Strangely enough, the pandemic has brought an emptiness to the church that many of us feel every year at this time. This is the one season of the year when it is hardest to bring our brokenness to church. As Christmas approaches and the magic of the holidays spreads throughout the community, even the church—that last place where we are permitted to be our true and honest selves—begins to ask of us what we cannot give genuinely in return—a happy face, a joyful spirit, a dose of Christmas cheer. At St. Paul’s, we try our best to hold onto the spirit of Advent—that hopeful, needful longing for comfort and consolation that are actually the focus of our life together during these four weeks—but even centuries of tradition are not strong enough to hold off the little encroachments of premature celebration. In that strange way, this year is like any other. Even in the church we find no room to lay our burdens down.
Yet Jesus is the one who says to us, “Come to me, all who labor and are heavy-laden, and I will give you rest. Take my yoke upon you, and learn from me; for I am gentle and lowly in heart, and you will find rest for your souls. For my yoke is easy, and my burden is light.” Jesus did not say those words from a pulpit. Nor did he say them as an invitation to come to church. He spoke those words of comfort to anyone who would follow him. And, in this season of longing and heartache, we find the deepest fulfillment of those words not by returning to a building that waits to be filled again but by returning to the one who speaks them again to us tonight.
Jesus did not call to himself those who were spiritually gifted or religiously proficient. He did not invite those who had it all together or who had figured out how to master the emotional, financial, and physical challenges that came their way. Instead, he beckoned to himself those who were weighed down by life. He reached out to those who had nowhere else to go. And he promised them rest.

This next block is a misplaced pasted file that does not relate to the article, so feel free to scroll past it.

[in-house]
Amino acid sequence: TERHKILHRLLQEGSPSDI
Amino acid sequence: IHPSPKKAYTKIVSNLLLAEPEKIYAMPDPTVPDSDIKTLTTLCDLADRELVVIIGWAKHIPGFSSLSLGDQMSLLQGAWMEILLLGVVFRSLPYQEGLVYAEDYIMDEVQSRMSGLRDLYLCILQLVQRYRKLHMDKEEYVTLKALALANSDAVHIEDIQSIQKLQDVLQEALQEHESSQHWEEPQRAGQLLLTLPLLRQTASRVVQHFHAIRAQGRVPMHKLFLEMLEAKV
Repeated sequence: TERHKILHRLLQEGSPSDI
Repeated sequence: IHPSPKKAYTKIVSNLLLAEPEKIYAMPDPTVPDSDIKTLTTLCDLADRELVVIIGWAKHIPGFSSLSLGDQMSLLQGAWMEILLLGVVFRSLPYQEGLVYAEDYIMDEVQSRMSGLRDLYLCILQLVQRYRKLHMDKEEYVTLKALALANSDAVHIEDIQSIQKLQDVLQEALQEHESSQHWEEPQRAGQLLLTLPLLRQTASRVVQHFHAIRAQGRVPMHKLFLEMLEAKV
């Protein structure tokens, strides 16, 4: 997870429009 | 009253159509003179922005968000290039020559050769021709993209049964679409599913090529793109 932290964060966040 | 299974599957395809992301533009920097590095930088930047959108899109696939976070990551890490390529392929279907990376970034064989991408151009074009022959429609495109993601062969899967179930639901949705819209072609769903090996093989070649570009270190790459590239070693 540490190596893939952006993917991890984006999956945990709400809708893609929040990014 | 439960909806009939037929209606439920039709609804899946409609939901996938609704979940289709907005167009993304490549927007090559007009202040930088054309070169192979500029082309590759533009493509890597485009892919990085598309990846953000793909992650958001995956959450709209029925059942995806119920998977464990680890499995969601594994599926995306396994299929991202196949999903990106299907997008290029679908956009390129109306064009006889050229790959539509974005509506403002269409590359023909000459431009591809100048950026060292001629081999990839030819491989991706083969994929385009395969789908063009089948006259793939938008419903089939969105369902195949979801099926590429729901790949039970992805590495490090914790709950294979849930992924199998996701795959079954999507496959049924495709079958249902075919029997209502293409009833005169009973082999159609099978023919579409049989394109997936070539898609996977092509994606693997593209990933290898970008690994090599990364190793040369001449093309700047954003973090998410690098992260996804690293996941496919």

Most gurus, masters, and teachers ask their disciples to engage in rigorous training. They throw upon us physical or spiritual exercises that are designed to strengthen us and prepare us for the challenges ahead. They train us for whatever exhausting tests await us. So often that is what churches do to us as well. They ask us to do more, to give more, to try more. But not Jesus. Jesus acknowledges that life itself is the exhausting test, and he promises to give those who follow him the rest that they desperately need.
The church is not the rest we need. The true church is the community of disciples who have found their rest in Jesus. We are the people who know what it means to be welcomed, accepted, and loved even with all the grief and struggle we bear. When we are cut off from that community, we experience the loss of those who know how to help us carry that weight. That loss is real, and its consequences are terrible. But, still, there is one who speaks to us words of comfort and hope. There is one who reminds us that we are loved even when we cannot see or embrace our loved ones. There is one who reaches out to us and invites us to come to him and find again that rest for which our souls long.
Hear those words of Jesus spoken to you again this night: “Come to me, all who labor and are heavy-laden, and I will give you rest.” Wherever you are, no matter how heavy your burden, no matter how completely cut off you may feel, hear Jesus speak those words to you. Come to him, and find in him your true rest.